One of the happier nascent trends in Paris is the growing number of new restaurants that are open on Sunday night, which is good news not only because they offer deliverance from the usual Sunday night options of the city’s ethnic restaurants and woefully overpriced and mediocre brasseries, but because it’s a good night to go out in Paris. Bruno and I have recently developed the habit of going out of a Sunday night, too, since it means a night off from the kitchen and a calm moment to enjoy each other’s company before the usual busy week ahead. Since we’re not at home, we ditch domesticity–talking about getting a plumber in to fix the kitchen faucet or where we’ll go for summer vacation or our work, or, our least favorite subject, the bills–and just enjoy each other’s company instead. And since I’d been away in Barcelona working for a week, I suggested we go out the other night and hopefully have a good meal at Blue Valentine, a new bistro near the Place de la Republique and not far from the Canal Saint Martin that friends had been telling me about.
I liked this place from the moment I stepped in the door, too, since the welcome was friendly, and the dining room had a funky easygoing charm created by a sixties retro bar, flea-market furniture and some curious psychedelic posters on the walls. We sat next to a couple who were obviously on a date–they were both conspicuously well-dressed for a Sunday night and had that flush of awkwardness that radiates from a tentatively minted couple, and even though it’s not generally a good idea when we’re going to order a bottle of wine, we threw caution to the winds and decided to have a cocktail from the list that was provided as soon as we were seated. As Bruno noted, the bartender seemed really serious with his shaker, and was also carefully bruising fresh herbs and carving curls of citrus, so we expected the drinks would be good, and they were. He ordered a Margarita, which made me smile, because it seemed such an unlikely prelude to dinner on a winter night, but an affectionate bemusement at one another’s gastronomic habits is something to be expected between two people who’ve been at the table together so often over the course of many years. I said nothing about the Magarita–it was his choice, but when I ordered a tasty little number that was Bourbon based, he said, “I think Bourbon is in your D.N.A.,” and I took it affectionately, especially because it’s true. Both of my very different grandmothers were enthusiastic Bourbon drinkers, and if my usually abstemious mother goes for a drink in a restaurant, it’s always a Bourbon on the rocks.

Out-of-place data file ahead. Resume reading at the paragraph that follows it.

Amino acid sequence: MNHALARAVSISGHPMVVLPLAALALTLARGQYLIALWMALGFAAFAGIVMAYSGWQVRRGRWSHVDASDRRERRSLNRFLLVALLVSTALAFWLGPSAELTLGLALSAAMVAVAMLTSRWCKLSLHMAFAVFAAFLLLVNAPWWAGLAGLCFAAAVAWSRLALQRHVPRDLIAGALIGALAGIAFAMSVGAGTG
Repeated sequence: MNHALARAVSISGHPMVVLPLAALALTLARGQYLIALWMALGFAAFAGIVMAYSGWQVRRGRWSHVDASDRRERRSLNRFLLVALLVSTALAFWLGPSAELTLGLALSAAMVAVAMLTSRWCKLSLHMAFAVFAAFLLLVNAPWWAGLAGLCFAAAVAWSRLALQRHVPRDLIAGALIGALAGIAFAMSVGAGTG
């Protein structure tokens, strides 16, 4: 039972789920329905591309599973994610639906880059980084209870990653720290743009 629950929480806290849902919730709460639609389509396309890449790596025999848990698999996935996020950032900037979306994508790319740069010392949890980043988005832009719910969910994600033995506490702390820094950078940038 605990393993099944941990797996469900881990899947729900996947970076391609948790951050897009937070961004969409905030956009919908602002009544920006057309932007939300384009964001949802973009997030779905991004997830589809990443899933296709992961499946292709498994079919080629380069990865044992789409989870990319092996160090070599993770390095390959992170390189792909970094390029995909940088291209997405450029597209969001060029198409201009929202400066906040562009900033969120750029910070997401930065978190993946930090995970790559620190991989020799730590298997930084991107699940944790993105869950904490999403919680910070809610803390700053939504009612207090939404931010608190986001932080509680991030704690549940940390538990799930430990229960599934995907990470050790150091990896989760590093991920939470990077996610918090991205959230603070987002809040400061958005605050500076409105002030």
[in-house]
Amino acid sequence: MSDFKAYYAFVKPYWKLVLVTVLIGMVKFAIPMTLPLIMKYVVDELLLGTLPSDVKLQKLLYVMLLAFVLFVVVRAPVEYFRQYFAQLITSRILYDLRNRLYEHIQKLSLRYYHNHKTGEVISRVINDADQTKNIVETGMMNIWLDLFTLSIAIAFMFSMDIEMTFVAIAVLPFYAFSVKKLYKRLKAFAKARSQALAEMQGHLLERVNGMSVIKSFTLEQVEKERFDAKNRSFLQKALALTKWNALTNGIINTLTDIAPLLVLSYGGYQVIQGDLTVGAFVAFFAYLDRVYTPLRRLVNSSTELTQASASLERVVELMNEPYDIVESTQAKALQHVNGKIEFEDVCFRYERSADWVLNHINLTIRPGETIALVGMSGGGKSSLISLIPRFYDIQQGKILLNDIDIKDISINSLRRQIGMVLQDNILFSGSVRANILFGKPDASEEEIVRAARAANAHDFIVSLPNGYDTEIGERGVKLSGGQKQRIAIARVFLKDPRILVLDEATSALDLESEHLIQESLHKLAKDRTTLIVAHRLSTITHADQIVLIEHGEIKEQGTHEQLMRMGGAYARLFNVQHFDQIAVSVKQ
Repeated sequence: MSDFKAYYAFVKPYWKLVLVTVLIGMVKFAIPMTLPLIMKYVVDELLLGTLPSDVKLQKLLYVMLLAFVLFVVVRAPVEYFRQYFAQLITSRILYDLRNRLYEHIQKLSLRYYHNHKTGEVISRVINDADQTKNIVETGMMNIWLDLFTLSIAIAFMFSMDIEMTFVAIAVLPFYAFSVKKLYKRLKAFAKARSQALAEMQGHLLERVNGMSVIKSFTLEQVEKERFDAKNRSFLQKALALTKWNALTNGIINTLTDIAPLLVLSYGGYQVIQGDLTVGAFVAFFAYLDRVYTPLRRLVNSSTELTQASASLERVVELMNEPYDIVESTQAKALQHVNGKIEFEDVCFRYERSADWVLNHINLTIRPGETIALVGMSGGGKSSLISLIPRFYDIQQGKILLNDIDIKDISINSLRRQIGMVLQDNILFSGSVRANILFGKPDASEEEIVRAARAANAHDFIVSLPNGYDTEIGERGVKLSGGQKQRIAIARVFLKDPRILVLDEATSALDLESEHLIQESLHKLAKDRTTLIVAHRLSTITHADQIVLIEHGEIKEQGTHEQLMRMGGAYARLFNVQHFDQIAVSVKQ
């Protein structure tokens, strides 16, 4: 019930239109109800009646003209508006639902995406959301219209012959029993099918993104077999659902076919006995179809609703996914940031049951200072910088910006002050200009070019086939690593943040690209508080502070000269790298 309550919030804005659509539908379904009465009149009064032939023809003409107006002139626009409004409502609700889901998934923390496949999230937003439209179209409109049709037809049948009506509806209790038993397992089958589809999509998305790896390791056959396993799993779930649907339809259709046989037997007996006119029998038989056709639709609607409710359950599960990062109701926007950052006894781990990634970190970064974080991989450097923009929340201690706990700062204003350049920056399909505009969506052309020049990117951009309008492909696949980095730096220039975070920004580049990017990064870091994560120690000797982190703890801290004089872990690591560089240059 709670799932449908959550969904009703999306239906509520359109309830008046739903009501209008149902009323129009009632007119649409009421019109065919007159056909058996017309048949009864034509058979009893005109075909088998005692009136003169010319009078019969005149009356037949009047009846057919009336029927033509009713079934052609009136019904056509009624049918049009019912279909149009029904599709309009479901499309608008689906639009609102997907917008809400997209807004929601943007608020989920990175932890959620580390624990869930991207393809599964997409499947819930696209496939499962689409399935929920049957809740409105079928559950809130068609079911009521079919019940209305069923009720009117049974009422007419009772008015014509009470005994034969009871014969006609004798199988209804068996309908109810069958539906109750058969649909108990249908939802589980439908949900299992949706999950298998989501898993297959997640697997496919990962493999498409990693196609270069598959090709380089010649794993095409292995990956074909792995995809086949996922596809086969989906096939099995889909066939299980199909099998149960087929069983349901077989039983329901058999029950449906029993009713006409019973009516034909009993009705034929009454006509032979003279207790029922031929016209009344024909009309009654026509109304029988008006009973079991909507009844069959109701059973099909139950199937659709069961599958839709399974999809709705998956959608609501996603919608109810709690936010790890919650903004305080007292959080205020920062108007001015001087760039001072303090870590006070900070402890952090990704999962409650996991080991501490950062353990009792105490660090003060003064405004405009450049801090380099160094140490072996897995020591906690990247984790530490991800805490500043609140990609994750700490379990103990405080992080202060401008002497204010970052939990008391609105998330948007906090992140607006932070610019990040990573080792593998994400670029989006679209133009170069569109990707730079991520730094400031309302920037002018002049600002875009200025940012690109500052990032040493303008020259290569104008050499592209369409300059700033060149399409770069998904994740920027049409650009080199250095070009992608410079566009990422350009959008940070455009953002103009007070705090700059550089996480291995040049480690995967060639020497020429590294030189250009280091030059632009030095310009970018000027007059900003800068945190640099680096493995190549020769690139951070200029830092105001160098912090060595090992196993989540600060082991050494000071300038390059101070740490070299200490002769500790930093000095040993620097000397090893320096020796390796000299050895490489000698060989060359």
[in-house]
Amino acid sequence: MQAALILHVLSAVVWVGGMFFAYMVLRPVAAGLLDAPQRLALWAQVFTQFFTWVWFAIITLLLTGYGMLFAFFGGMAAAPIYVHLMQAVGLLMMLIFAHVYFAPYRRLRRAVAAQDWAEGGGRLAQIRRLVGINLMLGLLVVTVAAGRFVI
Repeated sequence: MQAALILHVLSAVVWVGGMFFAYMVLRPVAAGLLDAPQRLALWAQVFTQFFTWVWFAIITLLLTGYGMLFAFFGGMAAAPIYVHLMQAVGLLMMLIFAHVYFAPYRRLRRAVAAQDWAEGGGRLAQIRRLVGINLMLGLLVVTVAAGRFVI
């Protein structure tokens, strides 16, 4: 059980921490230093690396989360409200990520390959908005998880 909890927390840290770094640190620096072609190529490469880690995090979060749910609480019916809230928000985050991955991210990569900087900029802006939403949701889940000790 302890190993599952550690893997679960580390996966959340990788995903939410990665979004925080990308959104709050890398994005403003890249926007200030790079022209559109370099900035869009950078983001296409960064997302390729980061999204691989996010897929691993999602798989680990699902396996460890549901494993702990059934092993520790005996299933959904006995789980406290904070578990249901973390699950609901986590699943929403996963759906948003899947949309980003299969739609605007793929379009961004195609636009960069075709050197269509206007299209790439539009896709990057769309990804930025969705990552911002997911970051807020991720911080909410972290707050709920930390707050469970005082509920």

The short menu was appealing, too, and the waiter made a point of telling us that Saïto Terumitsu, the young Japanese chef here, had mostly cooked at the Mandarin Oriental and that their vegetables come from Terroir d’Avenirs, meat from the Coq Saint-Honoré, bread from the ovens of Thierry Breton at Chez Michel and coffee from et La Brûlerie de Belleville, an auspicious bouquet of pedigrees. Bruno ordered the sautéed vegetables with a sublime Maltaise sauce (Hollandaise spiked with citrus), and I decided on the marinated salmon, which came with garnishes of creme fraiche, violet mustard and vegetable ‘coins,’ and was impeccably fresh and generously served in two thick slices. Pretty to look at, the vegetables, including radishes, cauliflower, beets, and leeks, had been individually cooked to differing degrees of doneness to create a pleasant variety of textures, and they also packed a lot of taste.